Rojas’s dad, Alex, initially snagged jobs washing dishes in restaurants. He became good friends with the restaurant’s food delivery person, who realized his colleague would need a better job to support a wife and growing family. Alex Rojas soon began driving food delivery trucks, too.

Eventually, the same friend helped him gain membership to the coveted Teamsters union.

“That job changed our lives,” Carmen Rojas says. “All of a sudden we had benefits, we had health insurance,” and unprecedented job security. It made a huge impact on her family’s lives and wellbeing, Rojas says. Likewise, her mother went from sewing jeans at the Levi’s factory by day and scrubbing offices at night, to bigger opportunities. She befriended a Peruvian woman at the bank where she cleaned, who later helped her get into a teller training program. Six months later, she was offered a good job, and the bank soon provided her and Rojas’s father a non-interest home loan. This generous gesture allowed the family to put down permanent roots in the Bay Area. Maria Rojas eventually rose to executive secretary.

Passing the Baton 

The same types of opportunities offered her parents were available to Carmen, as well. If not for the natural inclination for immigrants to nurture their friends and colleagues as family, Carmen Rojas says she’d be living a very different life.

“I barely graduated from high school,” she says. But she hung on long enough to attend a community college. There, she met a young Latino teacher who could “see the greatness in me that even I couldn’t see. He could see my capacity to lead. He could see my deep commitment and drive to improve the lives of Latino people, and of all people.” More passionate about her future than she was, he encouraged Rojas to attend a four-year college, and with his aid, she eventually entered the University of California at Santa Cruz.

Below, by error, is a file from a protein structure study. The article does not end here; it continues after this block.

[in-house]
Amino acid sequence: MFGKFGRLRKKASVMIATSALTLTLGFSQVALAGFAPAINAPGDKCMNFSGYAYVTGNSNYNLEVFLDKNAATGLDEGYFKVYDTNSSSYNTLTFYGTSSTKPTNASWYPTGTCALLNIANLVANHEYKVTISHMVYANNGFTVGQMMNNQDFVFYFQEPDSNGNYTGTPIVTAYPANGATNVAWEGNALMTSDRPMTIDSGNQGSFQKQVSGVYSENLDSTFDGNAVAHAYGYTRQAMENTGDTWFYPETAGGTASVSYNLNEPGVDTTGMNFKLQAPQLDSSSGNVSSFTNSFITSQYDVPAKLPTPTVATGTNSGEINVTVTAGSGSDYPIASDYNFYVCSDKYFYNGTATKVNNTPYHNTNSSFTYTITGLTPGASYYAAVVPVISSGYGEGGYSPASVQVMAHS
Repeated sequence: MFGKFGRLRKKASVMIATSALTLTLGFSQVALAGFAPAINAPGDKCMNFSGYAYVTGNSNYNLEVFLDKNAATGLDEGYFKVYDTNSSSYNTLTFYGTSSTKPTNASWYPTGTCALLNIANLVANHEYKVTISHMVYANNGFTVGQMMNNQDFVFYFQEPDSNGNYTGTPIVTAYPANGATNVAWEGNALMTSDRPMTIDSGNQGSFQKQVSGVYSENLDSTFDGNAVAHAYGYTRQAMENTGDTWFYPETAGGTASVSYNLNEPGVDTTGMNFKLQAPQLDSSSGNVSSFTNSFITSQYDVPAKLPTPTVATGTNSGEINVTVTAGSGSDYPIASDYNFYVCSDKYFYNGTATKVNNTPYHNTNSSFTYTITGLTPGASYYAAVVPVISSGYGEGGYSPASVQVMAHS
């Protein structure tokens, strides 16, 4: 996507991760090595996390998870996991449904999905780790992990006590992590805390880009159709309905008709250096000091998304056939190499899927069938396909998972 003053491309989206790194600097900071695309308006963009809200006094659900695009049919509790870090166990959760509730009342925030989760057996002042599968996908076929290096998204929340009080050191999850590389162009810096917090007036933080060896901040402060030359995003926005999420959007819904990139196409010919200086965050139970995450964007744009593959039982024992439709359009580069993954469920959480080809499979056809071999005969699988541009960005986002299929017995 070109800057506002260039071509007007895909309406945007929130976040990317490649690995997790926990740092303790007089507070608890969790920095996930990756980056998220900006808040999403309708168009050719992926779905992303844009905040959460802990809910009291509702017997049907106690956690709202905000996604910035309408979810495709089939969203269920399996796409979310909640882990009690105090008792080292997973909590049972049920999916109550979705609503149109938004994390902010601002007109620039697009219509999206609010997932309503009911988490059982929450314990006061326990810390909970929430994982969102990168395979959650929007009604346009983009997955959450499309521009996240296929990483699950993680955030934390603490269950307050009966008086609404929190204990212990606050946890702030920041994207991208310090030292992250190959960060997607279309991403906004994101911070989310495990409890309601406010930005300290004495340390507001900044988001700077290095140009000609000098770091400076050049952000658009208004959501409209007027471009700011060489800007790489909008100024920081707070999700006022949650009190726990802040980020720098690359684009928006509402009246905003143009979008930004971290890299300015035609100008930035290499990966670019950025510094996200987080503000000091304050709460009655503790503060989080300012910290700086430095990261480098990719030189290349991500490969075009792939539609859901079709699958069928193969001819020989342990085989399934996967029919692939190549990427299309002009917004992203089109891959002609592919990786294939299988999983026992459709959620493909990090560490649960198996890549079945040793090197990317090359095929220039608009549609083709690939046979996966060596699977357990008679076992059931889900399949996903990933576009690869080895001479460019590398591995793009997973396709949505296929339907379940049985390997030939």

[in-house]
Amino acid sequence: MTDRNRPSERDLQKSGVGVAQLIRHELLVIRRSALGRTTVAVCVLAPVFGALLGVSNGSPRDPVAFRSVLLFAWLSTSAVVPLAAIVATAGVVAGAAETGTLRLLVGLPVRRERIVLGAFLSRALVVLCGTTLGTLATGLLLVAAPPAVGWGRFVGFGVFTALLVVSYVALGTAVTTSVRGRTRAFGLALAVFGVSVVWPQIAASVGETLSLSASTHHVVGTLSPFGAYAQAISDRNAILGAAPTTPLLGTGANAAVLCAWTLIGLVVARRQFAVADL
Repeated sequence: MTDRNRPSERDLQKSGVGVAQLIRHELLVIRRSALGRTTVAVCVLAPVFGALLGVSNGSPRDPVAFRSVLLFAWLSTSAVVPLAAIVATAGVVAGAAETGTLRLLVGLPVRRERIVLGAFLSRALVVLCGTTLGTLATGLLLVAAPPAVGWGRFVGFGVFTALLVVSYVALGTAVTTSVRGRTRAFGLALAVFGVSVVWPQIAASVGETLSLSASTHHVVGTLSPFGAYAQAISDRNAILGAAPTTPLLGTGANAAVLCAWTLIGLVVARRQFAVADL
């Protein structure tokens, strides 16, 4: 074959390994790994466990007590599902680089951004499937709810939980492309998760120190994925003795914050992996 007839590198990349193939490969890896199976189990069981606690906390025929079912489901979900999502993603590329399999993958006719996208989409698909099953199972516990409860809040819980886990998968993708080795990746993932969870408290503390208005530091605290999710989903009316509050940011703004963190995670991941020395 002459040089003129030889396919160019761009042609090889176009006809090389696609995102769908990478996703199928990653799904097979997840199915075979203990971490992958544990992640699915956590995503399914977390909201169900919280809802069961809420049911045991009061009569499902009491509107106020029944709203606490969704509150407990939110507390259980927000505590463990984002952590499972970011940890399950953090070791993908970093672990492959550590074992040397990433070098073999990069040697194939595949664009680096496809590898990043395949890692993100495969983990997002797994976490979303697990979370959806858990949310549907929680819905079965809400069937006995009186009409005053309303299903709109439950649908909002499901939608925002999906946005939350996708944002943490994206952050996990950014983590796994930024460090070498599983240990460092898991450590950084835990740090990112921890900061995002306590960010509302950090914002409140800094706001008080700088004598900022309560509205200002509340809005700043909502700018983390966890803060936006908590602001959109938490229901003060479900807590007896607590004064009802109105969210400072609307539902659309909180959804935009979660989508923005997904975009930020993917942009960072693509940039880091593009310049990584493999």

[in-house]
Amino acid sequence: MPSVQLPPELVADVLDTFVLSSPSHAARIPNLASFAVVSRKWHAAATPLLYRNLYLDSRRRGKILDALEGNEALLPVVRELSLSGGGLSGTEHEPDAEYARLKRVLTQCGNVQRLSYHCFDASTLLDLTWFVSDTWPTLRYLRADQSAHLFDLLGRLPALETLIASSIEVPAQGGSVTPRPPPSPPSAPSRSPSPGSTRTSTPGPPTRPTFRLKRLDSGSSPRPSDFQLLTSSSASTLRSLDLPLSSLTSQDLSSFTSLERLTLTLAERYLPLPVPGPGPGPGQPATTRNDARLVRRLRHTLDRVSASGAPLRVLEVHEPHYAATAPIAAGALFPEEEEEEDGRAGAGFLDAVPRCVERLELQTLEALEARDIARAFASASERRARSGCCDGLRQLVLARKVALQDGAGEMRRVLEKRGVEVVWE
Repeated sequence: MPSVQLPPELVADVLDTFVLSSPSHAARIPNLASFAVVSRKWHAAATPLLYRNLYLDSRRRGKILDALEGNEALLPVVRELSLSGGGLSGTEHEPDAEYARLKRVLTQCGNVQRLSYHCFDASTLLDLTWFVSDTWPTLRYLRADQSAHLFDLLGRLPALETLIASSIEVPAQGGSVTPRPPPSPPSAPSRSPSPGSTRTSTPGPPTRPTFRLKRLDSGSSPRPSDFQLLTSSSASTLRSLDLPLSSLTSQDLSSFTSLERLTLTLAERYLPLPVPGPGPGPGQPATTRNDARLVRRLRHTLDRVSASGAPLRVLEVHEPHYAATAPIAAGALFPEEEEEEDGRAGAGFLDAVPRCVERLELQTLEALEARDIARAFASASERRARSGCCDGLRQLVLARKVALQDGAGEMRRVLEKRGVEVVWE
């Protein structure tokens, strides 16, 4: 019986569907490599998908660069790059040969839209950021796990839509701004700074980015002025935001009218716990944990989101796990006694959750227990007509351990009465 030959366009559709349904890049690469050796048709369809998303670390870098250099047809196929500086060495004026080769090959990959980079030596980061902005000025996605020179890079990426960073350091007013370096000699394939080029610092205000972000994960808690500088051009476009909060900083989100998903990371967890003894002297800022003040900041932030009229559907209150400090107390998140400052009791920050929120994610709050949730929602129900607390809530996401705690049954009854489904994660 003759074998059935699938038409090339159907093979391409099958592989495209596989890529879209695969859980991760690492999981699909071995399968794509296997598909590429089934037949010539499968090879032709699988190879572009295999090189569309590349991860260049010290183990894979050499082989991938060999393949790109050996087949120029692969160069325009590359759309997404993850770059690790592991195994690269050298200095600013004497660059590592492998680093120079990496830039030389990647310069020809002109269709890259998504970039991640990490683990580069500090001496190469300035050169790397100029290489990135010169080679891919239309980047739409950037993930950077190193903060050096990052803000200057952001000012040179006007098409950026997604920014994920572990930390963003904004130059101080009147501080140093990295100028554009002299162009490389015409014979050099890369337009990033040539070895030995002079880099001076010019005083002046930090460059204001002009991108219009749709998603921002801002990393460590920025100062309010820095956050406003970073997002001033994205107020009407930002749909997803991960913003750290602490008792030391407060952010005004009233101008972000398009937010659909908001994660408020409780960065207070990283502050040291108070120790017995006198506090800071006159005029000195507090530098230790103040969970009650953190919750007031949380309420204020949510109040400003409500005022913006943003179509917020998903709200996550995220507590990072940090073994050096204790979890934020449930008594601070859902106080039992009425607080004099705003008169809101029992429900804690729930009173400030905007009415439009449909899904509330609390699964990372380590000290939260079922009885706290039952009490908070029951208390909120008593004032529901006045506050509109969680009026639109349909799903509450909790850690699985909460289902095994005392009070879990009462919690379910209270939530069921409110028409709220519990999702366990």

Her instructor eventually introduced her to her next mentor, Manuel Pastor, an eminent urban economist who took Rojas under his wing. Her first job was conducting research on Latinos in the U.S. for Pastor. After that, because the people around her were equally passionate about helping her, Rojas was passed “like a baton in a foot race” to the next mentor, teacher, and interesting teaching or research job. She eventually completed a fellowship at the Greenlining Institute leadership program, focusing on racial justice policy and advocacy. There she met another important mentor who encouraged her to attend grad school. Each person or experience helped lift her to the next rung. “All these people set me up to discover my greatness,” she says.